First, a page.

So far, so promising, as far as I was concerned. On paper, the author and I have much in common – both of us are Muslim women of South Asian extraction, raised in the West. Both of us are single mothers, both of us travelled to Pakistan in the wake of 9/11, in an attempt to understand the conflicts within Islam. And we share, too, a deep anger at the mistreatment of so many Muslim women in the name of the religion that should nuture and protect them.
So why did I end up wanting to throw this book across the room? Not because I regard Nomani as a heretic, or her book as blasphemy. It’s just that in the end, Nomani comes across as a whiny, self-absorbed little drama queen.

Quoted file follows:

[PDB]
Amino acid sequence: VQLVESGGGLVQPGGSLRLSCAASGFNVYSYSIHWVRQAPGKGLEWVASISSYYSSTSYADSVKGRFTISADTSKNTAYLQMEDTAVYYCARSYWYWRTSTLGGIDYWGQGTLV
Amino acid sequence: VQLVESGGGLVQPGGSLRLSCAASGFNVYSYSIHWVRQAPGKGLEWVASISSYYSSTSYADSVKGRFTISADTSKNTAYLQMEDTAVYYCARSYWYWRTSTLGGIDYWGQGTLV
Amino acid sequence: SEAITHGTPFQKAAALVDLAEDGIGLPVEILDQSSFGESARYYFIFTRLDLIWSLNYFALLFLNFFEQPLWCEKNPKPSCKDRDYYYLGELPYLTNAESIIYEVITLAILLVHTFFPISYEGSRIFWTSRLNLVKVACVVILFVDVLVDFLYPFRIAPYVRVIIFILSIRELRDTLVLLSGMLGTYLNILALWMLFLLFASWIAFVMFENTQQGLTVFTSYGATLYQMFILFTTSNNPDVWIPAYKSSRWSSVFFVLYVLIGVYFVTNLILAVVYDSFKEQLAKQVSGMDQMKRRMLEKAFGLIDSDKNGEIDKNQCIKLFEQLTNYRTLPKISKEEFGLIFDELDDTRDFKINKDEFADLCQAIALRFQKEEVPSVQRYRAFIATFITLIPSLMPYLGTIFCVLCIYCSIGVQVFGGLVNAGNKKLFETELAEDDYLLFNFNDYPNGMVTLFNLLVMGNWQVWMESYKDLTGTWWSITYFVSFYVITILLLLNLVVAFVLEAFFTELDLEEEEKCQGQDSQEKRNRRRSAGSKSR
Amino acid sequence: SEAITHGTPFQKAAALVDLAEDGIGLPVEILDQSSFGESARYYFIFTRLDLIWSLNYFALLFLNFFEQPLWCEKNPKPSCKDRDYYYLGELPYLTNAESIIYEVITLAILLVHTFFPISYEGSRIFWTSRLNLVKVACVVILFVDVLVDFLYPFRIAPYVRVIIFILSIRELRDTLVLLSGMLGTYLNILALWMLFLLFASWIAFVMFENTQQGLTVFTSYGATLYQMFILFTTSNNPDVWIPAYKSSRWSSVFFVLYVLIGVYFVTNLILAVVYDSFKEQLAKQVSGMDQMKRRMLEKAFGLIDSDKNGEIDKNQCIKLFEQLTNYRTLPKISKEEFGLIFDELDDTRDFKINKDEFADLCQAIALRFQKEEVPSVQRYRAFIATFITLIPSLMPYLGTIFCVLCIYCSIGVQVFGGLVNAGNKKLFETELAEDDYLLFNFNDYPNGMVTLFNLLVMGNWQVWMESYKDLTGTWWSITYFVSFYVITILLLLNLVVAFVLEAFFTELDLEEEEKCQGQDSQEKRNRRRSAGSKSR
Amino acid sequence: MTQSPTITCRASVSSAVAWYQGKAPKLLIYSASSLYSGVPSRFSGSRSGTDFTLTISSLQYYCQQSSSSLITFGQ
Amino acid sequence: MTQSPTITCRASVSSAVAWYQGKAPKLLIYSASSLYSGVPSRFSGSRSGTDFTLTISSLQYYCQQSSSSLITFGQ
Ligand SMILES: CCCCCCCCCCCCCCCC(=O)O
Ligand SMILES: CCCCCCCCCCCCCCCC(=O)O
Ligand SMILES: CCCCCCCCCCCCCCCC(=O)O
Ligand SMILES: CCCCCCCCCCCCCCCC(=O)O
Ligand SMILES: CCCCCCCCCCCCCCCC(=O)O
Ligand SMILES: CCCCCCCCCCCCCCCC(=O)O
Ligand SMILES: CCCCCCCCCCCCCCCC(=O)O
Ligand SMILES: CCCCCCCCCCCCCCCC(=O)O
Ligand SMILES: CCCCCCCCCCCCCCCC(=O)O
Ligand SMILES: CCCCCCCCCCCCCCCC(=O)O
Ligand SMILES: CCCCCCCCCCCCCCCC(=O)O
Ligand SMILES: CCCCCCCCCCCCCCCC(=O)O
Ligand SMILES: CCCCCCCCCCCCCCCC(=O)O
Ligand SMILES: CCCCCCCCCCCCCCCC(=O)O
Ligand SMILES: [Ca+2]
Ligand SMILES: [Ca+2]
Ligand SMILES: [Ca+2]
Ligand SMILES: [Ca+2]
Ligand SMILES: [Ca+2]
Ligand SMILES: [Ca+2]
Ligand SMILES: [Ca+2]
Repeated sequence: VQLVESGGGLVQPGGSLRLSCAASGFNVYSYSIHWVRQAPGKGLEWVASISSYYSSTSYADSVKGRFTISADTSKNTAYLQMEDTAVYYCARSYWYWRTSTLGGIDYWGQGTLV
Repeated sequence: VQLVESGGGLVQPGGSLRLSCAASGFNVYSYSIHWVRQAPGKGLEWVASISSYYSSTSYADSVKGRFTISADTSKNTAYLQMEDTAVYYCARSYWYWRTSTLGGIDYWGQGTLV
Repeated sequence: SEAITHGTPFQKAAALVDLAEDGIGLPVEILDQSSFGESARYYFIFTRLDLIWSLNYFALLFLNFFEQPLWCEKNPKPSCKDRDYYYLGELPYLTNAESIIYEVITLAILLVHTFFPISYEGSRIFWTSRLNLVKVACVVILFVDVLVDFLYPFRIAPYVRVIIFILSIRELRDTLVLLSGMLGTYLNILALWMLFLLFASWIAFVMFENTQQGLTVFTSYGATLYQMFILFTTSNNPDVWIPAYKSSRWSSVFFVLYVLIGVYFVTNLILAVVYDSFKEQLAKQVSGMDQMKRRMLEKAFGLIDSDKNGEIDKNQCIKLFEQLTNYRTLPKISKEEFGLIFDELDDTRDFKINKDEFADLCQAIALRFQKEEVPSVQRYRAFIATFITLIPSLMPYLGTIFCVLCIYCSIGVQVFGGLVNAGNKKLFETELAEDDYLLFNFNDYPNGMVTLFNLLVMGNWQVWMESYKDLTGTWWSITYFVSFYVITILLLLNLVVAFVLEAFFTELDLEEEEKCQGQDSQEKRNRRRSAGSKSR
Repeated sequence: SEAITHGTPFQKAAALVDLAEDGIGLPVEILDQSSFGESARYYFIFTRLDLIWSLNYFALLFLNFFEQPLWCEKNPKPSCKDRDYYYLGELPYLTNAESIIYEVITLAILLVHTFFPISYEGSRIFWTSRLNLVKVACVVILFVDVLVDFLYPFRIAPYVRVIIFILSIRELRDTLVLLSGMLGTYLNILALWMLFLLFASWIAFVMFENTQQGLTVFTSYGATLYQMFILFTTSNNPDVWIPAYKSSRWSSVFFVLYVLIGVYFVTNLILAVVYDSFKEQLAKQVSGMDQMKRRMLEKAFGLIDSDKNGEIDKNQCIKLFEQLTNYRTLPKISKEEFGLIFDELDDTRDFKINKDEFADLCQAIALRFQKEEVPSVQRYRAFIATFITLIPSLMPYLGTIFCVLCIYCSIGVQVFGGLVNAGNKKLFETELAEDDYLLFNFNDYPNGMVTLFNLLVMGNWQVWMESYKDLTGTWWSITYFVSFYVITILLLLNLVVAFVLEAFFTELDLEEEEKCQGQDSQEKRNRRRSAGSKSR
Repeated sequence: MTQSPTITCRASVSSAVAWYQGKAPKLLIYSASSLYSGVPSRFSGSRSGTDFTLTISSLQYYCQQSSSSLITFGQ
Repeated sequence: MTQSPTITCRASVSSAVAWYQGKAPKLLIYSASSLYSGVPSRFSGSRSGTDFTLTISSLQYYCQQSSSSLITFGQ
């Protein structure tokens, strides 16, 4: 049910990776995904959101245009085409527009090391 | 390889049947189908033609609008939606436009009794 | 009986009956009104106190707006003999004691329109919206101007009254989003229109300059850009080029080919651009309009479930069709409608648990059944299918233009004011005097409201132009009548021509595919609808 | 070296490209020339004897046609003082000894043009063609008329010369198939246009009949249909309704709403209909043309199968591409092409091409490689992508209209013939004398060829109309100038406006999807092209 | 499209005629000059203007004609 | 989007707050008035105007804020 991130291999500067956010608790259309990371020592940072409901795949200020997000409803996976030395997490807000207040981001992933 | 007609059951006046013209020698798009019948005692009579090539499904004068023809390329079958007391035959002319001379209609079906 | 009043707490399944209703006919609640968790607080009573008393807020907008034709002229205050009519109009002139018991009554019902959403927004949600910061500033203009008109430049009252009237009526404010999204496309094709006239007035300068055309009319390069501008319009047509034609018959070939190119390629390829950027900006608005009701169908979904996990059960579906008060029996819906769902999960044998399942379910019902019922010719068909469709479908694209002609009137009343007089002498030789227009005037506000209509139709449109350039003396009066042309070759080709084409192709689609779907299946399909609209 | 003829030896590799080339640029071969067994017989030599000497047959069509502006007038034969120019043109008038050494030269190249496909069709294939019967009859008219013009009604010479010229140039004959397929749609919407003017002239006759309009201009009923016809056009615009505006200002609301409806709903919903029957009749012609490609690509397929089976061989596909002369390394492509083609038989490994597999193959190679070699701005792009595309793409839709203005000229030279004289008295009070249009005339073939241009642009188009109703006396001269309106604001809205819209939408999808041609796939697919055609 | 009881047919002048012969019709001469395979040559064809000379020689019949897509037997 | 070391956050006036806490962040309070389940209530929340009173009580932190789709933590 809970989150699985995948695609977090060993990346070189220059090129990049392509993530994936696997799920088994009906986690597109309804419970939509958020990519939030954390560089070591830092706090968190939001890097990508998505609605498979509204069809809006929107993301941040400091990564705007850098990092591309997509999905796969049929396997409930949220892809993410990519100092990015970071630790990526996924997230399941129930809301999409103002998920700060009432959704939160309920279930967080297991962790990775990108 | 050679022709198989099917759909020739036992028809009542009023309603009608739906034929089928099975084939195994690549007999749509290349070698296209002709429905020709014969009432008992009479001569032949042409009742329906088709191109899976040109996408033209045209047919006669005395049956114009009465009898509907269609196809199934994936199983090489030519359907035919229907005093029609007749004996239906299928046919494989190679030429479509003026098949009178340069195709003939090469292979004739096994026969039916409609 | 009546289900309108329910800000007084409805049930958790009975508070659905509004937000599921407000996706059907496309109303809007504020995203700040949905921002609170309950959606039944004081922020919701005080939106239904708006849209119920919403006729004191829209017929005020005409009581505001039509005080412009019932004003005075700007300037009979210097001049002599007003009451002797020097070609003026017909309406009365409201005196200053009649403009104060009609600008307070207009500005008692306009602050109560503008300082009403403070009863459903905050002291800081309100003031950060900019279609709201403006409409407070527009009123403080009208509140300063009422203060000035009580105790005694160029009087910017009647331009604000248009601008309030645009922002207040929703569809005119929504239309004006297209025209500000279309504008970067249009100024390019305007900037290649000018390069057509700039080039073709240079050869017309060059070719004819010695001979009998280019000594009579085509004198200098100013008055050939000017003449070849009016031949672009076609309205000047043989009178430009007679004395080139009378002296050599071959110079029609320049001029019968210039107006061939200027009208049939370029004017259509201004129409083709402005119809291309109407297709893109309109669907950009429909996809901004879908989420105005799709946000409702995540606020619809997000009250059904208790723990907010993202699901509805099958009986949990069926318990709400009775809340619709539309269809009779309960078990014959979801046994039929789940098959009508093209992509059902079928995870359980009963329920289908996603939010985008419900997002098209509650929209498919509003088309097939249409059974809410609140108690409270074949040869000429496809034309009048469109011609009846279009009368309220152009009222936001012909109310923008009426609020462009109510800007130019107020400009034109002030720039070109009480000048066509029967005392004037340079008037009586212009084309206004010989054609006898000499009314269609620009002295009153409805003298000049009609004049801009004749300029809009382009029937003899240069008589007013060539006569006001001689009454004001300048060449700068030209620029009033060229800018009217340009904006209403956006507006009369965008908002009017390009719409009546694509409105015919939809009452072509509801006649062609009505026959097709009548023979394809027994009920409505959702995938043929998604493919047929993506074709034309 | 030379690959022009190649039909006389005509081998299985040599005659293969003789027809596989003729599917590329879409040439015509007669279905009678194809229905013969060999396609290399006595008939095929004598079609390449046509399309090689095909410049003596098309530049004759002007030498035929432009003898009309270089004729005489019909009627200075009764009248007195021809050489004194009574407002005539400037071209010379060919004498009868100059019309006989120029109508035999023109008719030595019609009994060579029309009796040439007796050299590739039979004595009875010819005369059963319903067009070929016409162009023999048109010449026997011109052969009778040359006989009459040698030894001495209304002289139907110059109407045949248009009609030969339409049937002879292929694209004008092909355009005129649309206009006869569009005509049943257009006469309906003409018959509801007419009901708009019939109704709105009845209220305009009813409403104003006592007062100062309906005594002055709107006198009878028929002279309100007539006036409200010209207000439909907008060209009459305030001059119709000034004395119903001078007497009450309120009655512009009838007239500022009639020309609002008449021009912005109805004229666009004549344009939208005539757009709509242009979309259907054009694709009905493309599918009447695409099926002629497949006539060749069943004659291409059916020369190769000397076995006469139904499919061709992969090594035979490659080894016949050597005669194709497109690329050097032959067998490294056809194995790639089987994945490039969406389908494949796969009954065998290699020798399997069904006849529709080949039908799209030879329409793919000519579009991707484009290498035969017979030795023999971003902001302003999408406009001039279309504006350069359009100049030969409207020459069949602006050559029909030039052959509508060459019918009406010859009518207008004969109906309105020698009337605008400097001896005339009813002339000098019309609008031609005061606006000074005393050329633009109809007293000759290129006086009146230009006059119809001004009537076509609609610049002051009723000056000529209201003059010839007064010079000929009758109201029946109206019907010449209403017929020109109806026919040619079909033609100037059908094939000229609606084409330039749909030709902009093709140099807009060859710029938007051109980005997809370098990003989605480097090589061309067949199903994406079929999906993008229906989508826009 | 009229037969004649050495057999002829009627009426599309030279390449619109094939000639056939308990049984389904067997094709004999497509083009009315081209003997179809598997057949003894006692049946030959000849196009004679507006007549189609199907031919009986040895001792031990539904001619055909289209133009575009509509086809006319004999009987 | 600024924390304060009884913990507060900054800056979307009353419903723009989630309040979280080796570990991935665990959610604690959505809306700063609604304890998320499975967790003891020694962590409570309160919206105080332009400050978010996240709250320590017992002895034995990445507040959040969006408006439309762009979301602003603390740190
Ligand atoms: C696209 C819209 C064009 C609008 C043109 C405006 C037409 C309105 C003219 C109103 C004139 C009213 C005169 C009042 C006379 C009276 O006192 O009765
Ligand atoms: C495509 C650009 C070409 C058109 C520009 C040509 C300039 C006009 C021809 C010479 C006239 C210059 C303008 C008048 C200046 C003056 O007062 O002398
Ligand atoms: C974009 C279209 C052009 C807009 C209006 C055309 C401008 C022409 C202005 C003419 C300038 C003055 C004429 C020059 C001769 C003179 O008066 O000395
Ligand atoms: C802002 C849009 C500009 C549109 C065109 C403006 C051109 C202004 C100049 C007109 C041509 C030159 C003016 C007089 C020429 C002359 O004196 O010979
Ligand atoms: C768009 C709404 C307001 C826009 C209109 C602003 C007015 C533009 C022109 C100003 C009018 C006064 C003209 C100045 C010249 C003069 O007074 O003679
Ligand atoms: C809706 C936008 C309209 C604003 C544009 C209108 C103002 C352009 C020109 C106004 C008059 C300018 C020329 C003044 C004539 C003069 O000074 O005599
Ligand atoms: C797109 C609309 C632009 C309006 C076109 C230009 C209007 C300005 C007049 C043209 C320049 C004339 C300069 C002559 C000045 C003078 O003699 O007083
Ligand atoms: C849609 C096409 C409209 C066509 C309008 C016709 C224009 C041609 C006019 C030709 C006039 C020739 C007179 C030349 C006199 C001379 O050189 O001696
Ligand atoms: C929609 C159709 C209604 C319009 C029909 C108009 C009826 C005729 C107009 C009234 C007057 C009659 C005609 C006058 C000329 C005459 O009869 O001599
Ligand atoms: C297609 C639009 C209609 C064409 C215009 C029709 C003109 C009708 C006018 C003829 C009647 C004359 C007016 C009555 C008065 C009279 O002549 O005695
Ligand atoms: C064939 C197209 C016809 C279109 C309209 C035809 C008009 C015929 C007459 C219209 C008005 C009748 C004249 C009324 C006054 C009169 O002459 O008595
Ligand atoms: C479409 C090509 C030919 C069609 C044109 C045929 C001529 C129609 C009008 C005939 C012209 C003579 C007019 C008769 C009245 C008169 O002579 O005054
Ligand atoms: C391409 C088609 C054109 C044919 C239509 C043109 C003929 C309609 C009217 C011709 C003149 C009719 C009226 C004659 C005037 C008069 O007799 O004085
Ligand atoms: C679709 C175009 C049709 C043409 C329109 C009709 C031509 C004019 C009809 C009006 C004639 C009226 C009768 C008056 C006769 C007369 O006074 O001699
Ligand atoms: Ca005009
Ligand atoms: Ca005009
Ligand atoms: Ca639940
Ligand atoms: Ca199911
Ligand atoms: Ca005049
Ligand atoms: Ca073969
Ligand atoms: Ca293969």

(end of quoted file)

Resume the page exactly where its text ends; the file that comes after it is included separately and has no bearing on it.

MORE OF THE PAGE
That judgment needs to be explained in somewhat more sophisticated language. Nomani’s book is the story of a very privileged and gifted young woman – the daughter of an academic, a journalist with the Wall Street journal, with a liberal and supportive family who stand by her when she gives birth to a son outside of marriage. None of this in itself detracts from her book. Memoirs are seldom written by the underprivileged, for the obvious reason that they lack the necessary time, education, and connections with literary agents and publishing houses. Sara Suleri, Fatima Mernissi, and Leila Ahmed have all written compelling memoirs that reflect upon what it means to be female in a Muslim society. All of these writers are exceptional in terms of inherited privilege, access to education, and career achievement. Yet all provide us with insights into more universal issues regarding women and Islam. Perhaps paradoxically, they do so precisely because they are so firmly grounded in the specifics of their own story. For example, in describing her childhood in a Moroccan harem, Mernissi is very careful to explain that the harem as an institution was always limited to the families of a wealthy minority. She reaches beyond her own narrative to talk about Scherazade, about women in Islamic history, about the Arab feminists and artists who inspired the women of her family, yet she avoids homogenizing their identities under a singular label of “Muslim woman”. Nomani, on the other hand, in claiming too simplistic a sister relationship with women ranging from Hajar (the slave woman impregnated by Abraham and then abandoned in the desert after his own wife became pregnant) to Amina Lawal (sentenced to death in Nigeria for the crime of adultery), erases the issue of class almost entirely. And class cannot be omitted from the narratives that she relates.